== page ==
Hi. I just graduate with my ADN as a second career. Before that, I was full time mom and before that I was an attorney (yeah, weird, I know). So, I'm hearing here and there that if I want even a chance at a hospital residency position (I want to be in the ICU one day), I need a BSN. But I keep thinking, "really? I already have a B.A. and a J.D.!" My original plan was to work, gain experience, and then go for a masters in a clinical specialty. But now, I'm now sure. I just can't believe that all my other experience and education doesn't count, especially when the BSN program really doesn't have any clinical component -- it's just more research and writing. I'm working in a really well run SNF, so I'm not really unhappy, but my dream has been to be in the ICU. I'll do what it takes but I'd like to know what other people have heard before I jump back into school. Thanks!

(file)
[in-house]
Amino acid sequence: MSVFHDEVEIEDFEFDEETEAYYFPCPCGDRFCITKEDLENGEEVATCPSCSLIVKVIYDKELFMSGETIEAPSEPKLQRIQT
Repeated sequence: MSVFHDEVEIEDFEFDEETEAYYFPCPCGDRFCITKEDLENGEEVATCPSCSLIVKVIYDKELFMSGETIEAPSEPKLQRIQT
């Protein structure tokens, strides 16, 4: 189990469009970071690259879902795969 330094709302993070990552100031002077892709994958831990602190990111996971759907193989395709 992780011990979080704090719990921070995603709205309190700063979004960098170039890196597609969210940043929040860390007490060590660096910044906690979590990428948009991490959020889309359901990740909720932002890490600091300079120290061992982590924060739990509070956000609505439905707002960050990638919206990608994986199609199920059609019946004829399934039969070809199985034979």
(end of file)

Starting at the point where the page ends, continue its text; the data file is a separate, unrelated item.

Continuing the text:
Sep 16, '12
yes, you do. BSNs are not fighting to keep ASN/ADN's around and sadly, neither are the currently employed ASNs. Sigh... wish we had more unions. I think ASN/ADN's should be prepared to meet and greet their future careers as that of a glorified LPN.
edit: I'd not be surprised if in the distant future there became hospital imposed scope of practice limitations for an ASN/ADN.
Last edit by libran1984 on Sep 16, '12
: Reason: additional thought
Sep 16, '12
by Meriwhen, ASN, BSN, RN
Do you absolutely need to have a BSN to have a successful nursing career? No.
Does having a BSN help your chances of being hired as well as open up more career opportunities for you? Yes.
As others have said, where you live plays a lot into it. See what the trends are in your area.
Last edit by Meriwhen on Sep 16, '12